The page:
The Canterbury Hub

Latest news from CCCU's Journalism course


Why Canterbury City’s FA Vase run was more special than you thought

It may come as a surprise to many people if they were told that Canterbury City FC do not actually play any home games in Canterbury, but instead in neighbouring town Faversham.

Canterbury City’s FA Vase run is even more spectacular considering they don’t actually have a home ground.

Canterbury City themselves believe that after their successful FA Vase run they should be granted a stadium or football pitch in Canterbury because more people would come and watch.

Why was their run so spectacular?

The FA Vase is an annual football competition for teams below tier eight of the overall English football league system.

Each year sees around 600 football teams enter the competition. With the final taking place at Wembley Stadium.

Wembley stadium hosts the FA Vase final.
Photo Credit: Paul Gillett

Only two other football teams from Kent have gone one step further and reached the final. Tunbridge Wells FC came second in the 2013 final and Deal Town FC who went all the way and won the competition in 2000.

Canterbury City FC’s run in the FA Vase was spectacular because, they don’t actually have a home ground which led to other factors such as not many people being able to watch and support home games because they aren’t easily accessible unless supporters can drive.

Why do Canterbury not play in Canterbury?

City, have not played on Canterbury soil since 2001 when they were evicted from their ground the Kingsmead Stadium by the council in 2001.

Ever since their eviction they have pitch shared with  local teams Herne Bay, Ashford and Faversham.

Canterbury’s current ‘home ground’ in Faversham is nine miles away from Canterbury City centre.

There have only been two other Kent football teams to go one further than Canterbury and reach the FA Vase final.

In-between the pitch sharing they have had their own grounds, but none have been in the city. The team played in Bridge in the 2002-2008 season and Hersden in the 2009-2010 season.

In the first seasons after reforming, they initially played in Bridge, before moving to the Recreation Ground in Hersden for the 2009–10 season. Tunbridge-Wells in 2013 where they came second and Deal Town FC who won the competition in 2000.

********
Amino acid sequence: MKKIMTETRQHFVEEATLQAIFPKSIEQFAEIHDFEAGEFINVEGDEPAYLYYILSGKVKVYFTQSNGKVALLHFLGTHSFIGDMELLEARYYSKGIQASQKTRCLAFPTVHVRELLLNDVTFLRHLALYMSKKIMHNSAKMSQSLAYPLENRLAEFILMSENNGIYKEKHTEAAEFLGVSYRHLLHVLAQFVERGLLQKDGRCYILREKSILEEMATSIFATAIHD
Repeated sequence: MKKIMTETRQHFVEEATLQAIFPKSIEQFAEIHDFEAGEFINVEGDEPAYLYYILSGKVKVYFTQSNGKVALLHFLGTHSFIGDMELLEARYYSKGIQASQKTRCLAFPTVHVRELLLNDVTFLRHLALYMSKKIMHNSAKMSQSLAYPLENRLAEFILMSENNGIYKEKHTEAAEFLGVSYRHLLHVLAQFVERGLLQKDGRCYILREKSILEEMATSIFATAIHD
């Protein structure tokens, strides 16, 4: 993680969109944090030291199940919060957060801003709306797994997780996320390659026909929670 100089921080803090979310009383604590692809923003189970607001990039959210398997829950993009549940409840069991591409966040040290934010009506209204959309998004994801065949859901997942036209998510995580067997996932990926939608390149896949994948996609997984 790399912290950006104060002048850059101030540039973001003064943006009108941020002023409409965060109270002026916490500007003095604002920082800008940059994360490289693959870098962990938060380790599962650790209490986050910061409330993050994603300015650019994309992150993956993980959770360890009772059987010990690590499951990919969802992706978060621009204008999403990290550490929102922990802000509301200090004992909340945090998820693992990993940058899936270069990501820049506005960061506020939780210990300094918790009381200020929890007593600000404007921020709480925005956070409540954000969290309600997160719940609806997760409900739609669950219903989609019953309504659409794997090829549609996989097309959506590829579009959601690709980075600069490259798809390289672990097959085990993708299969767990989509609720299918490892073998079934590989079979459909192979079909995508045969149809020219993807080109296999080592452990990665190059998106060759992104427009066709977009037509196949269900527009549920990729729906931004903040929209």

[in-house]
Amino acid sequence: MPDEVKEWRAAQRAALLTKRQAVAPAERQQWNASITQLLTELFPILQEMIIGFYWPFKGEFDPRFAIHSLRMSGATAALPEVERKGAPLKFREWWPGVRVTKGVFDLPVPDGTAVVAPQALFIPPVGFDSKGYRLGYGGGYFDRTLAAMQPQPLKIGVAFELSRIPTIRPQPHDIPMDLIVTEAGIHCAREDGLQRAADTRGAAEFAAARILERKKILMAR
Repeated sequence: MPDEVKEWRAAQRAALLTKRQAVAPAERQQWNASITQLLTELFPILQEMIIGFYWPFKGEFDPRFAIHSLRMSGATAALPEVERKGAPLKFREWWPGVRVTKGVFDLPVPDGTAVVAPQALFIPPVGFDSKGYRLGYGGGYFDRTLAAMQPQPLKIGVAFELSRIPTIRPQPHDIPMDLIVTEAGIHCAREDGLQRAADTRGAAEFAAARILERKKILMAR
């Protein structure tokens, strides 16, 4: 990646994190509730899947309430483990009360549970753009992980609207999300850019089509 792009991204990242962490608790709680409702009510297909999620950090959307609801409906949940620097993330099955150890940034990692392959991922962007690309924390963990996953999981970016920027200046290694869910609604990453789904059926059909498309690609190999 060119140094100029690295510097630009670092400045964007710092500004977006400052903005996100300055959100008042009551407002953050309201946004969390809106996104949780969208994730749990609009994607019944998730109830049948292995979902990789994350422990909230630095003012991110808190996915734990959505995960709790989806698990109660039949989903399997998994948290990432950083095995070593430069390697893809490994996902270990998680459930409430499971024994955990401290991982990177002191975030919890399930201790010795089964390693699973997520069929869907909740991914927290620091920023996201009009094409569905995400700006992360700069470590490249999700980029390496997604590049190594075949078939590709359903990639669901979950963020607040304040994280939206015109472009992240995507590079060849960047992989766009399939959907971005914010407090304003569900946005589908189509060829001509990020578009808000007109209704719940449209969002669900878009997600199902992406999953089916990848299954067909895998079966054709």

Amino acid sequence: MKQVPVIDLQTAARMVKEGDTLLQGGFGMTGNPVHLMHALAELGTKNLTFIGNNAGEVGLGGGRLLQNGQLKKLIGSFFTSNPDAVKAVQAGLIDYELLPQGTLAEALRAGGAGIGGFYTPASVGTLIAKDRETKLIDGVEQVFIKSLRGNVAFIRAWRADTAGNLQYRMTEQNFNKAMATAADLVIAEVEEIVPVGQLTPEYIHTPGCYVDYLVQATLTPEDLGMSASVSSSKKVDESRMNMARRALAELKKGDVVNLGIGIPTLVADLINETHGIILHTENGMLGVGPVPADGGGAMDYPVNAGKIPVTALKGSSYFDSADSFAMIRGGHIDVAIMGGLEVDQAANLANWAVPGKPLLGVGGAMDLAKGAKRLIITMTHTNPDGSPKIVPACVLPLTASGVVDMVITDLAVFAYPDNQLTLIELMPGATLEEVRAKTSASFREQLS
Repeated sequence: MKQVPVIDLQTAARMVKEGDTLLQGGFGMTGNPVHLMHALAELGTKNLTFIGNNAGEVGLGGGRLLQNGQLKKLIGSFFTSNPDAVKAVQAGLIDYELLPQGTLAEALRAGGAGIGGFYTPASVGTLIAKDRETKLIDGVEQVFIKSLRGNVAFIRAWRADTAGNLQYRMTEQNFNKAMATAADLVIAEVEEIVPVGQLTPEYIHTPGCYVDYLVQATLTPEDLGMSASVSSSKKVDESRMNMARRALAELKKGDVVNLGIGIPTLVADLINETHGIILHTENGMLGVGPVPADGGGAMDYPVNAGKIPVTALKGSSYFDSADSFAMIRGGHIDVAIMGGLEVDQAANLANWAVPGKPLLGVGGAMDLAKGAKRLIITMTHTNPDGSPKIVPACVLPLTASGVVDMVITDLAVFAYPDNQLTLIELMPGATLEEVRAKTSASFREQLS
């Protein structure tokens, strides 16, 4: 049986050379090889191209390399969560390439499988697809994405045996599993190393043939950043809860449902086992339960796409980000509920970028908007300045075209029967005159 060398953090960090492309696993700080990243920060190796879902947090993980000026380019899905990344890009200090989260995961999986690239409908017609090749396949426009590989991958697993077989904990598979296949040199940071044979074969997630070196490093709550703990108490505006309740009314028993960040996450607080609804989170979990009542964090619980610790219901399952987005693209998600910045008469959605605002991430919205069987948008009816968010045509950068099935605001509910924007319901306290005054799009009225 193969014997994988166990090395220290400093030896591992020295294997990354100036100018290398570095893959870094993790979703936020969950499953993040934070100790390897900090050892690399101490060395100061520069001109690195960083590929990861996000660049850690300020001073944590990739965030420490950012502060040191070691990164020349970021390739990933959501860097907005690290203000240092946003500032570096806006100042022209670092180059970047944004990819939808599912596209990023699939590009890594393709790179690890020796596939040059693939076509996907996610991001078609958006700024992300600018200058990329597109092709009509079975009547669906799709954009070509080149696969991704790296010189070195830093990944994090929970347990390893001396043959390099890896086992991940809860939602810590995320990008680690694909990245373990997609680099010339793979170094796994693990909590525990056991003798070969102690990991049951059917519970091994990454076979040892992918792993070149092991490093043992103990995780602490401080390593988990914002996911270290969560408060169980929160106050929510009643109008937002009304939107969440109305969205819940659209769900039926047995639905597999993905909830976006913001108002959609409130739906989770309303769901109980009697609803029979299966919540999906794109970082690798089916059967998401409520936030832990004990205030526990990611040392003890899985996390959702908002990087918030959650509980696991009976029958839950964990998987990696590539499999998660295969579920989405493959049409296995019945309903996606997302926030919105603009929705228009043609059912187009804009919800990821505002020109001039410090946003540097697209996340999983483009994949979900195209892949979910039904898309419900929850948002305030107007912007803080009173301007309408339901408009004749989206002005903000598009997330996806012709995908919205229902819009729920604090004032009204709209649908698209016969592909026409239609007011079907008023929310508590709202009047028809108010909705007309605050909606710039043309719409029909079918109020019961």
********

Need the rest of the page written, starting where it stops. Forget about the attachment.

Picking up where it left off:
These other clubs have their own home ground unlike Canterbury which places them at a higher advantage to City.

What has been done to try and get City back to Canterbury?

There were plans to build a £125 million sports and leisure complex which was going to incorporate a new football stadium.

This however, fell through because the planned area was described as a place of ‘natural beauty’

Canterbury City Council’s Planning Committee unanimously rejected the plans to build the complex on February 5 because it was too environmentally damaging.

The committee said: “The proposed development, by virtue of its scale, form and siting, would neither conserve nor enhance the landscape and scenic beauty of the North Downs and Kent Downs Area of Outstanding Natural Beauty.

“In turn, the proposed development would be harmful to the landscape character of the landscape designated as an Area of High Landscape Value.

“No exceptional circumstances have been demonstrated to override the identified harm to the designated landscape.”

You can read the whole article here.

How does the club and supporters feel about not having a ground in the city?

Chairman Tim Clark believes that his club could be pushing for higher leagues if they had their own home ground.

He said: “It’s where football should be for a city and we should be a lot higher than where we are. We certainly shouldn’t have to be ground sharing at Faversham.

“I think there’s real potential for this football club and I think our run in the cup showed that.

“There is an underlying level support for the football club and we need the council to completely understand that so we can get back to Canterbury.”

With the local council elections taking place in May, the football club is urging their players and supporters to vote for the councillor who not just has a plan for the club but for sport across Canterbury.

Many of fans of the football club are calling for more to be done to get the team playing back in Canterbury.

Avid City supporter and Canterbury resident Suggett Terence can’t understand why Canterbury doesn’t have even a football pitch in the city.

He said: “We need a football ground, not a stadium. We need the team to play here. I would like to watch football every week, but I can’t.”

Since the plans were rejected by the Council no further proposals have been heard by the planning committee.

However, the club are working hard to make sure that they will be playing home games in Canterbury in the near future.